If you ever find yourself on a road trip driving along the old Route 66 in Santa Fe, New Mexico, then you have to make sure to book a stop over at El Rey Court. This recently renovated motor inn offers 86 rooms with a contemporary southwest vibe, modern amenities, an outdoor spa, pool, courtyard for hanging out, and other places to explore on its five-acre campus. While staying be sure to check out the bar, La Reina, which offers signature cocktails and a list of curated local spirits, in addition to live music on select nights. The feeling while in El Rey is best encapsulated by the slogan painted above the fireplace, "where fast lives slow down." Music plays a key role in that feeling with turntables at the ready for guests and Model One BTs in many of the uniquely designed rooms.
We were lucky enough to talk to Jay Carroll, partner and creative director of El Rey Court, about the renovation and design of this incredible oasis in the desert.
How did you get involved in El Rey Court?
I’d been traveling to Santa Fe often for work, both as a travel writer and before that for my role at Levis. I was working with weavers in Chimayo, natural dye houses in Northern New Mexico, as well as visiting our late pal Scott Corey at Santa Fe Vintage, one of the best vintage clothing showrooms in the country. Through those experiences, I was coincidentally reconnected with an old friend and my now partner Jeff Burns, a hotelier who had then recently purchased the iconic old El Rey Inn. I fell in love with the place and was able to partner with him and our other partner Matt Comfort.
What was the property like before you started renovations?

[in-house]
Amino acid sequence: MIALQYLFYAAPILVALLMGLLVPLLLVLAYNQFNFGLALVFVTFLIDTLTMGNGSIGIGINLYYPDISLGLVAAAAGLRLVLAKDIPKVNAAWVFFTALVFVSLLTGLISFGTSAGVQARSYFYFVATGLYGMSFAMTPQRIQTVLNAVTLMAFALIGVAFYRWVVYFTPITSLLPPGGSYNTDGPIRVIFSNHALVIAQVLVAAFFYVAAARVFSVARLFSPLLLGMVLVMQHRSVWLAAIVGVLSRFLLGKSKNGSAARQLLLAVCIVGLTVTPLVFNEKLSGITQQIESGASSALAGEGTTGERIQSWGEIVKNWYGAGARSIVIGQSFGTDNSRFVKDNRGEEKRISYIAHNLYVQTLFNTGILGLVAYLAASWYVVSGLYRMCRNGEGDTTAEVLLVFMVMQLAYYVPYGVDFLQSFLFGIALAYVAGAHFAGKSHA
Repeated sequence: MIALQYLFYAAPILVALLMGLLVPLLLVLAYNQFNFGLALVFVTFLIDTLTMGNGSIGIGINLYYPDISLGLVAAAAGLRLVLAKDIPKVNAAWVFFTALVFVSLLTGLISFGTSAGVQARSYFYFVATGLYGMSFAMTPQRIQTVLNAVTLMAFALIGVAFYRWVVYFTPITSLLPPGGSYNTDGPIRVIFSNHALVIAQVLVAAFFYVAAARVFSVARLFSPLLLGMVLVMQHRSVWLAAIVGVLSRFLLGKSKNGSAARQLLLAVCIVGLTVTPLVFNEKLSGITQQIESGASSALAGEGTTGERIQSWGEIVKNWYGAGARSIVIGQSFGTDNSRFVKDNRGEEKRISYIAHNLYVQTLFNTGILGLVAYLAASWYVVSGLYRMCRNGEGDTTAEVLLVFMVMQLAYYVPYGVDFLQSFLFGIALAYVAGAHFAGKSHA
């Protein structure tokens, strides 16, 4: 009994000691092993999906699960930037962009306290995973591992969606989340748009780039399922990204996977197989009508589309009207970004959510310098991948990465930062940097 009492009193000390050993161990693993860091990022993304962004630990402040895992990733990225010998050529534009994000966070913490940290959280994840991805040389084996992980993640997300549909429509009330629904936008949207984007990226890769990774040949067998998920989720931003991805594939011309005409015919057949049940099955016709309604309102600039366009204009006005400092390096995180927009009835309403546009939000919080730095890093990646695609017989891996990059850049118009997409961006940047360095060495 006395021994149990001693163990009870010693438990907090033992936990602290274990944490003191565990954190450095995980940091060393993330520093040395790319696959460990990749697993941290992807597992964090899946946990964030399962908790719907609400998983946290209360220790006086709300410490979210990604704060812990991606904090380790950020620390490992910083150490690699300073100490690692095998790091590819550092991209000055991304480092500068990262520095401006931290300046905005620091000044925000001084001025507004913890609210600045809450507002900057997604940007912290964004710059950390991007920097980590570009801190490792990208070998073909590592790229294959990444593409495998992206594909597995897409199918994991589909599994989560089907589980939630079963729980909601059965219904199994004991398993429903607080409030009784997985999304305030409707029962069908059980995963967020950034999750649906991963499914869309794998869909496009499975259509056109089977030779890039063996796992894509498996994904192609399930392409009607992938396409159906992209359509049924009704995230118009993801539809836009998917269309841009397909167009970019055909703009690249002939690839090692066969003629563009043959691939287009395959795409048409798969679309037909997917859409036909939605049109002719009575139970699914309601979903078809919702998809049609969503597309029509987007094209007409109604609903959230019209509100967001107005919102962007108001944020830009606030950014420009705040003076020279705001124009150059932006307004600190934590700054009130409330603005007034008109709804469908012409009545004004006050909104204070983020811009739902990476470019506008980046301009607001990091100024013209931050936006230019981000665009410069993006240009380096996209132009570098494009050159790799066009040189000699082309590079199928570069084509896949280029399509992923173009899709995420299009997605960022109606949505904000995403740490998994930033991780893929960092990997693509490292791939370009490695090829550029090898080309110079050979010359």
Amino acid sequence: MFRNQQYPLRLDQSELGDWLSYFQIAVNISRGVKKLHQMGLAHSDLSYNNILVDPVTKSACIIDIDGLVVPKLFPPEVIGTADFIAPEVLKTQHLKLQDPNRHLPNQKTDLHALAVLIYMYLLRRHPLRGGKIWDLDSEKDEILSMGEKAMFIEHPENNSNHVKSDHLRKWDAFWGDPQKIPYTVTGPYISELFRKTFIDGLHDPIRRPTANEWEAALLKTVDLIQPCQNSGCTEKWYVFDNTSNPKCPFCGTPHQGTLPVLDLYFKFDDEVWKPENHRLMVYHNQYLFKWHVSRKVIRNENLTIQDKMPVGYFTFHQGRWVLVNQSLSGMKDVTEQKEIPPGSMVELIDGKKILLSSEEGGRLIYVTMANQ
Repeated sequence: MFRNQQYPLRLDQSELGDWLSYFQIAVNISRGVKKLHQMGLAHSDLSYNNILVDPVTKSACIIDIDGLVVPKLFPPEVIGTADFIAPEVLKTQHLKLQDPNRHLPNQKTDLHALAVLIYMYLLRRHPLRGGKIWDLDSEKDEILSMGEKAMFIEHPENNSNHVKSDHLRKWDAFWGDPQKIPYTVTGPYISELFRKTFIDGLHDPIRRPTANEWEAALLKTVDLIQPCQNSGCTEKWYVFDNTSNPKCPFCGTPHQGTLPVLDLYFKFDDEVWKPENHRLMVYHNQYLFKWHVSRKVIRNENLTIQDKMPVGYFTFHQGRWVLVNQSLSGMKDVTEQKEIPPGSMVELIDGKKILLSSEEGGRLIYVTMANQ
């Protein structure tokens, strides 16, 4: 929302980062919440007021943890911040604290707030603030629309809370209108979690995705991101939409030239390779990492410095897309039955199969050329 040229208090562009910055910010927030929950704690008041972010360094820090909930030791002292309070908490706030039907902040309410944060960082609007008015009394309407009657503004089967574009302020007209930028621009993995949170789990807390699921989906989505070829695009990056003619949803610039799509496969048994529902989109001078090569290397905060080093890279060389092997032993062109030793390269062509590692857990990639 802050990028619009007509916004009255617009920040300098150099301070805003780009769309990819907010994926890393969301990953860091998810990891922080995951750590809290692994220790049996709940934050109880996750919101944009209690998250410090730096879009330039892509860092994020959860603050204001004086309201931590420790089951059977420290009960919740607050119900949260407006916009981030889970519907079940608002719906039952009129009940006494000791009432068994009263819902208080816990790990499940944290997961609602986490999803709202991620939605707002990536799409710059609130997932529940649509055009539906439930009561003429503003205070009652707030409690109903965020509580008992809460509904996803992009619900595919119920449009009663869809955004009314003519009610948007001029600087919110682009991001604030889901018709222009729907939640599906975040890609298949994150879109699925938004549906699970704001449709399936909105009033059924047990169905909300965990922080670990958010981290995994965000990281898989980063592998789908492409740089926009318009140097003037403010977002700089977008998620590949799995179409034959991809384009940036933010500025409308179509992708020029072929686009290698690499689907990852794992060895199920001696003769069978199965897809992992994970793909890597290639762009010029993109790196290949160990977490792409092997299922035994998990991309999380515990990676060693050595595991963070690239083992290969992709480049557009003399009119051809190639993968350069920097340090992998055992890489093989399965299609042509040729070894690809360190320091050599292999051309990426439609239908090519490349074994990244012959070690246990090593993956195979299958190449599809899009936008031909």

It was great, beautiful lush 5 acres of old-growth trees and gardens. The old adobe walls have so much history and character. The place had been built up from 12 rooms to 86 over the decades, each section ringing in a new style of building and guest room. Our job was really more than anything to take away as much as we could and let the bones of this beautiful property be shown in a more prominent way.
What was your inspiration for the décor?
I looked to the history of the region to create something at once familiar and new, the goal to create a really unique sense of place. I looked mostly to the Pueblo Revival style, the work of Alexander Girard, Georgia Okeefe's homes, and the counter-culture history of the region in the 60s and 70s.
The website says that each room’s design is unique. Which room is your favorite and why?
That's right, almost no two rooms are exactly alike at El Rey. That’s part of the charm. Hard to pick a favorite as I have several but if I were hard-pressed I would say one of the original historic rooms like room 2.
What are some of your other favorite design touches throughout the property?
I love the wallpaper we had printed out of a party scene at the Mable dodge luhan house in Taos from when Dennis Hopper owned and inhabited it in the 70s.
I love the Baron Wolman photos we have scattered about. I love all the artists we worked with like the Chimayo weavers (Centinela traditional arts) who created our headboard textiles.
For me the lobby and La Reina have such a good overall soul with the mix of history in what was there and the way we adapted it simply for something new.
We noticed records and even live events at La Reina, the hotel’s bar. Why was it so important to bring music into the space?
We're all such huge music fans with a lot of musician pals both local and from afar. Music is always key to a great experience. It's the soundtrack to the scene and to the memory. Gotta have it.
What drew you to incorporating Tivoli Audio in the guest rooms?
Tivoli’s are great — they’re stylish, well designed, and pack a punch in a small package. It’s gotta be the perfect hotel audio setup. The first thing I do whenever I check in to a room at El Rey is queue that thing up!
Book your stay at El Rey Court at elreycourt.com.
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